Chris Baker reenvisions Lincoln's world
Sunday, May 1, 2016
Sunday, May 1, 2016
Examining important historical figures and the worlds they inhabited through ingenious media and genre mash-ups has proven fertile theatrical ground lately — see recent iterations of a multicultural Alexander Hamilton, emo Andrew Jackson, and even a dance/art-rock Imelda Marcos.
UMass’s very own Chris Baker has submitted a noteworthy addition to the genre with Lincoln: An American Vaudeville. The piece uses the conventions of vaudeville — a mix of music, comedy, and vignettes — to take a not-strictly-factual look at the milieu of the 16th president and get at some hard truths about our current political situation. Several years in creation, the piece was workshopped at Baltimore’s prestigious Center Stage this April.
Baker plans to edit the piece based on feedback from the Center Stage workshop and hopes to see a future production.
The genesis of the piece for Baker lay not in the past but in the present day.
“It was originally in response to the vitriol coming out against Obama. Alot of it was racial, even if it was not explicit. I read a Time Magazine article about how the (political) divisions in this country were growing... It started me thinking about the origins of these divisions,” Baker said. That train of thought in turn led him back to the Civil War era and the intrigue surrounding Abraham Lincoln's time in office.
He hastens to say that the Lincoln in his piece is a fictionalized “political animal,” as are many of the named characters in the play. “They’re not factual but they represent historical forces — in a world that’s filled with jokes and songs,” Baker said. The play also looks at the concept of legacy, and “the idea that you would be in a job, thinking about your legacy. When did that start?” he asked.
Baker wrote a few scenes about two years ago when he had the original inspiration, and went back to it periodically. This past year, however, he worked with Center Stage on an adaptation of Jane Austen’s Pride and Prejudice, and as he finished that project, he decided to revisit Lincoln. He successfully applied for a Faculty Research Grant to work on the piece, and, he said, “it seemed natural, when I got the grant, to turn to the people I collaborated with on Pride and Prejudice.”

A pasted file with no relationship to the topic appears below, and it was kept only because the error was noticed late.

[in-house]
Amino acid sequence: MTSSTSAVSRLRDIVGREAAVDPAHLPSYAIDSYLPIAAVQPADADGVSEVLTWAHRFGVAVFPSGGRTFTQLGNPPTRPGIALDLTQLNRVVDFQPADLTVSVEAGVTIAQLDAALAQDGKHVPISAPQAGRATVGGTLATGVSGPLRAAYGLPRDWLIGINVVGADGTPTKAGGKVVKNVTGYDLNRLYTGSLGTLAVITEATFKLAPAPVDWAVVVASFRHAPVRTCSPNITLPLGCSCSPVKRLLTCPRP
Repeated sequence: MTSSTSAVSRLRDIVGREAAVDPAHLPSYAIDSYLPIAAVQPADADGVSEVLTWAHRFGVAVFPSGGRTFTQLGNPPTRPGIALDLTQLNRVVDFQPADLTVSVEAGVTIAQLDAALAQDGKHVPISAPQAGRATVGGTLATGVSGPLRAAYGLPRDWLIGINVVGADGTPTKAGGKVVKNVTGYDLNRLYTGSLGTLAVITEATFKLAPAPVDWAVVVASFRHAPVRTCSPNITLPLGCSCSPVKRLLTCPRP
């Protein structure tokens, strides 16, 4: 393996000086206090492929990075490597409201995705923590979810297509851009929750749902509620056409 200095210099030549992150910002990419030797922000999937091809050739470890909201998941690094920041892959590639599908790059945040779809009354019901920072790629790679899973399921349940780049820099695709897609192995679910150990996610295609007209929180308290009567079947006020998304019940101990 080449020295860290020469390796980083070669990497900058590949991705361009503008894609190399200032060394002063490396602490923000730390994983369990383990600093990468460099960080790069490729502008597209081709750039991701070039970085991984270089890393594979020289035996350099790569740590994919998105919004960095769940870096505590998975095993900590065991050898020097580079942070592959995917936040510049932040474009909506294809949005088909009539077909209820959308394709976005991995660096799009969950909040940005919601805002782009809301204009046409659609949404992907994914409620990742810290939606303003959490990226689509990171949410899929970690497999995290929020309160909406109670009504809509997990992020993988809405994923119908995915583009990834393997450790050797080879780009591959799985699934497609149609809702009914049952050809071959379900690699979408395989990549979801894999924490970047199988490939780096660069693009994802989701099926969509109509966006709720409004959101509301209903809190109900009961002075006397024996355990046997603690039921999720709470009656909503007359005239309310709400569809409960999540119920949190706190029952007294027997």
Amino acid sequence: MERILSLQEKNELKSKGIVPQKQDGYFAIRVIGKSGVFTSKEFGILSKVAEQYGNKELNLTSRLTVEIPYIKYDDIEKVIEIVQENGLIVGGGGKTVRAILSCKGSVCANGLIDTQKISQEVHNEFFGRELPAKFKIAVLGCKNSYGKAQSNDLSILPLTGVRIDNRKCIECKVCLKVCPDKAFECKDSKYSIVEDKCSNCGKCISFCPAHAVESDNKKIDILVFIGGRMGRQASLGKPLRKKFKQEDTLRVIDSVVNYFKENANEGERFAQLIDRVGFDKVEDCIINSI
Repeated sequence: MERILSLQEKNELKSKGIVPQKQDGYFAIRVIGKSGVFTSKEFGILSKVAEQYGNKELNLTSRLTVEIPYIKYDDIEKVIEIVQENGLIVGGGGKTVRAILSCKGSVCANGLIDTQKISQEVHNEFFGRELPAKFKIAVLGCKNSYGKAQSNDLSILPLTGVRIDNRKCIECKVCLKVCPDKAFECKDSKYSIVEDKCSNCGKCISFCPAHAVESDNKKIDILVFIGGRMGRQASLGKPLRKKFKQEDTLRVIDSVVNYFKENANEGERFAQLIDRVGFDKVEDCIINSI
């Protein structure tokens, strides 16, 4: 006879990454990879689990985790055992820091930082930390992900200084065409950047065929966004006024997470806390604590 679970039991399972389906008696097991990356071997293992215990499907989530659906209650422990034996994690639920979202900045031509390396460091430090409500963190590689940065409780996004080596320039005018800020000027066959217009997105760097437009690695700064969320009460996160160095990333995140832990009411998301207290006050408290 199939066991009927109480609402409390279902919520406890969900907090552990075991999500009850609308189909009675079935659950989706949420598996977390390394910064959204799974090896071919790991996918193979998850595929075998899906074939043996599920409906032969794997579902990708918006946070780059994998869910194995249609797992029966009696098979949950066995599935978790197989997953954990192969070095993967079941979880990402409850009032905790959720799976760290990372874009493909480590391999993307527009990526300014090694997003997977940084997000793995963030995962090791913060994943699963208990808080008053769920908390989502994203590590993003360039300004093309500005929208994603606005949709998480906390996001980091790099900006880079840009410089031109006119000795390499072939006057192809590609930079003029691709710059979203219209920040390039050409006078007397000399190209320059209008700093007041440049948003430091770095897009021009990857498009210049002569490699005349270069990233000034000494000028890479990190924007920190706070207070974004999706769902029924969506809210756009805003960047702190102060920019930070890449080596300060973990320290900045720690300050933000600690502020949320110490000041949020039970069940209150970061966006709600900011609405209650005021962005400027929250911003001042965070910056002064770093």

Center Stage set a workshop for April, and Associate Artistic Director Hana Sharif, with whom Baker had first worked at Hartford Stage, signed on to direct at his request. With the deadline, Baker set about finishing the piece. He originally thought it might be a play with music, but it struck him that the scenes he had collected had arrangd themselves into something like a vaudeville pattern. “I ran with it,” he said.
Vaudeville shows were a mixture of comedic pieces, songs that often commented upon the topics of the day, and short scenes; just so, Baker juxtaposed period music with scenes featuring historical characters. Taken together, the whole thing had a strong satirical bent and irreverently re-imagined everyone from Lincoln himself to his wife Mary Todd and the African-American abolitionist Frederick Douglass. He also looked at the role of people like Dan Rice, who invented what we think of as the modern-day circus and included a fair bit of political satire in his shows.
When it was time to workshop the piece, Baker was thrilled to land a stellar cast that threw themselves into the work (see the list below). The group settled into a pattern of daytime rehearsals, after which Baker would take what he’d learned and rewrite what needed work overnight, to repeat the process the following day. In addition to tweaking what was already there, he wrote three completely new scenes over the course of the workshop. He plans further rewrites now that the workshop is over.
The workshop confirmed his feeling that he was on the right path with his vaudeville idea, which he had waffled on at some points during the writing.
“It showed that the structure was there and it emphasized that that was actually one of the best parts of it,” he said.
Next up is either more workshopping or a full production. “I think someone will want to do it — it’s a matter of getting it out there.”
The Lincoln: An American Vaudeville cast included Michael Bakkensen (Broadway’s Noises Off and The Man Who Came to Dinner), Ross Bickell (Broadway’s The Iceman Cometh and A Few Good Men), Robert Clohessy (Oz; Blue Bloods) , Robert Eli (Chicago Med; House of Cards), John Patrick Hayden (Shadowboxing; Daredevil), Billy Eugene Jones (Broadway’s Passing Strange and Gem of the Ocean) Kate MacCluggage (The Knick; one-woman show Grounded at Virginia Stage ), Kellie Overbey (Drama Desk Award nominee; That’s What She Said), Noble Shropshire (Broadway’s Drowsy Chaperone and Not About Nightingales) and Susan Kelechi Watson (Louie; Broadway’s A Naked Girl on the Appian Way). The workshop was directed by Center Stage’s Associate Artistic Director, Hana Sharif, with musical direction by Nathan Roberts.
Photos courtesy of Center Stage.